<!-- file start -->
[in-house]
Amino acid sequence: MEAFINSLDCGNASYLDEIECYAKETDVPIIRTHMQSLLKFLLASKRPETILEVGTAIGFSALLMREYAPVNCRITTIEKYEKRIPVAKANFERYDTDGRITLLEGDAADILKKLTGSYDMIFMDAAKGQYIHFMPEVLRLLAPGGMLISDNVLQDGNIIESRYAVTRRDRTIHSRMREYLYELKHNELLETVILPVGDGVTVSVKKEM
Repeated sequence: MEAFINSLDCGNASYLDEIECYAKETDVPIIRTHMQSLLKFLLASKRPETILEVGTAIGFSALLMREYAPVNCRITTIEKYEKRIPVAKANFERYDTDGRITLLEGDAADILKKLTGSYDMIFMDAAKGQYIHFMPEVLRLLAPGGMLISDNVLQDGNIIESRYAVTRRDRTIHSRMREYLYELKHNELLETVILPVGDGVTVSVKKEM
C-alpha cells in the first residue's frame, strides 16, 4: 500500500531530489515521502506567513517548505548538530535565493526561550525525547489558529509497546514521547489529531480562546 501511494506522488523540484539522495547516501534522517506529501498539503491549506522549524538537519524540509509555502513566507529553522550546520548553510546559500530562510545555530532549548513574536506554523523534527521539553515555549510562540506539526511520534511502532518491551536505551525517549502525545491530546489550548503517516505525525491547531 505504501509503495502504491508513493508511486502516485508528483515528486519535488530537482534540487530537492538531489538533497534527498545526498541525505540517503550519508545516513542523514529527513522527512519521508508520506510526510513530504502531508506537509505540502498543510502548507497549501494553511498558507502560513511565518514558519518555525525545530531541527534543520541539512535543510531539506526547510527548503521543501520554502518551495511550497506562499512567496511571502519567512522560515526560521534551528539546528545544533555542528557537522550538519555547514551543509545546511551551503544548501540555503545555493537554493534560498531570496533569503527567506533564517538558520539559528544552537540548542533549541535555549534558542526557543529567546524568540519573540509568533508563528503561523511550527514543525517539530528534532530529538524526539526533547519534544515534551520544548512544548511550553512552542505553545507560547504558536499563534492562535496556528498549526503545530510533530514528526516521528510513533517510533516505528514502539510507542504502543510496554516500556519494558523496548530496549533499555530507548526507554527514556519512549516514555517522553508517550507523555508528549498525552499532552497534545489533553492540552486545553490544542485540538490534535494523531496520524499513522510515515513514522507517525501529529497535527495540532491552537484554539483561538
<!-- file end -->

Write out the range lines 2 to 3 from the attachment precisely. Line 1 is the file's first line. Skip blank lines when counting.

Amino acid sequence: MEAFINSLDCGNASYLDEIECYAKETDVPIIRTHMQSLLKFLLASKRPETILEVGTAIGFSALLMREYAPVNCRITTIEKYEKRIPVAKANFERYDTDGRITLLEGDAADILKKLTGSYDMIFMDAAKGQYIHFMPEVLRLLAPGGMLISDNVLQDGNIIESRYAVTRRDRTIHSRMREYLYELKHNELLETVILPVGDGVTVSVKKEM
Repeated sequence: MEAFINSLDCGNASYLDEIECYAKETDVPIIRTHMQSLLKFLLASKRPETILEVGTAIGFSALLMREYAPVNCRITTIEKYEKRIPVAKANFERYDTDGRITLLEGDAADILKKLTGSYDMIFMDAAKGQYIHFMPEVLRLLAPGGMLISDNVLQDGNIIESRYAVTRRDRTIHSRMREYLYELKHNELLETVILPVGDGVTVSVKKEM